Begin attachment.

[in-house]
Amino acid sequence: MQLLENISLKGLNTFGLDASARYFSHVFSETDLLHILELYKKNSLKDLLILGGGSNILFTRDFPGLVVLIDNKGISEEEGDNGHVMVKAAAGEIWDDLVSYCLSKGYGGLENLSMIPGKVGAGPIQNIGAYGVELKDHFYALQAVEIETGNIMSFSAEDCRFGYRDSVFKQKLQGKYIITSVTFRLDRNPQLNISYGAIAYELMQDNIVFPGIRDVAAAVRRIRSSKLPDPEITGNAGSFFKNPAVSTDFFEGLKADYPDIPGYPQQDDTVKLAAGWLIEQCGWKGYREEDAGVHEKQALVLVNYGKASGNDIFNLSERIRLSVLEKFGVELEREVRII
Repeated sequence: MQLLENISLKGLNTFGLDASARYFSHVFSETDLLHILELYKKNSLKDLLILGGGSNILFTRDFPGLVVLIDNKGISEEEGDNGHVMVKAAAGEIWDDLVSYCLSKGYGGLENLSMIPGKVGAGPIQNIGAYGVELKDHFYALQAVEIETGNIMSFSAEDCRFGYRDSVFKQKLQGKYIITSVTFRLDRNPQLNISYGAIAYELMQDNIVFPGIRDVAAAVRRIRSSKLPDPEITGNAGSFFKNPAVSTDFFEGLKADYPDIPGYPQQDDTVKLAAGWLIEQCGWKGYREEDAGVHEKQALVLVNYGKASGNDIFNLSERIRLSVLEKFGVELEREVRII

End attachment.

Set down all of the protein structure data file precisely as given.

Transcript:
[in-house]
Amino acid sequence: MQLLENISLKGLNTFGLDASARYFSHVFSETDLLHILELYKKNSLKDLLILGGGSNILFTRDFPGLVVLIDNKGISEEEGDNGHVMVKAAAGEIWDDLVSYCLSKGYGGLENLSMIPGKVGAGPIQNIGAYGVELKDHFYALQAVEIETGNIMSFSAEDCRFGYRDSVFKQKLQGKYIITSVTFRLDRNPQLNISYGAIAYELMQDNIVFPGIRDVAAAVRRIRSSKLPDPEITGNAGSFFKNPAVSTDFFEGLKADYPDIPGYPQQDDTVKLAAGWLIEQCGWKGYREEDAGVHEKQALVLVNYGKASGNDIFNLSERIRLSVLEKFGVELEREVRII
Repeated sequence: MQLLENISLKGLNTFGLDASARYFSHVFSETDLLHILELYKKNSLKDLLILGGGSNILFTRDFPGLVVLIDNKGISEEEGDNGHVMVKAAAGEIWDDLVSYCLSKGYGGLENLSMIPGKVGAGPIQNIGAYGVELKDHFYALQAVEIETGNIMSFSAEDCRFGYRDSVFKQKLQGKYIITSVTFRLDRNPQLNISYGAIAYELMQDNIVFPGIRDVAAAVRRIRSSKLPDPEITGNAGSFFKNPAVSTDFFEGLKADYPDIPGYPQQDDTVKLAAGWLIEQCGWKGYREEDAGVHEKQALVLVNYGKASGNDIFNLSERIRLSVLEKFGVELEREVRII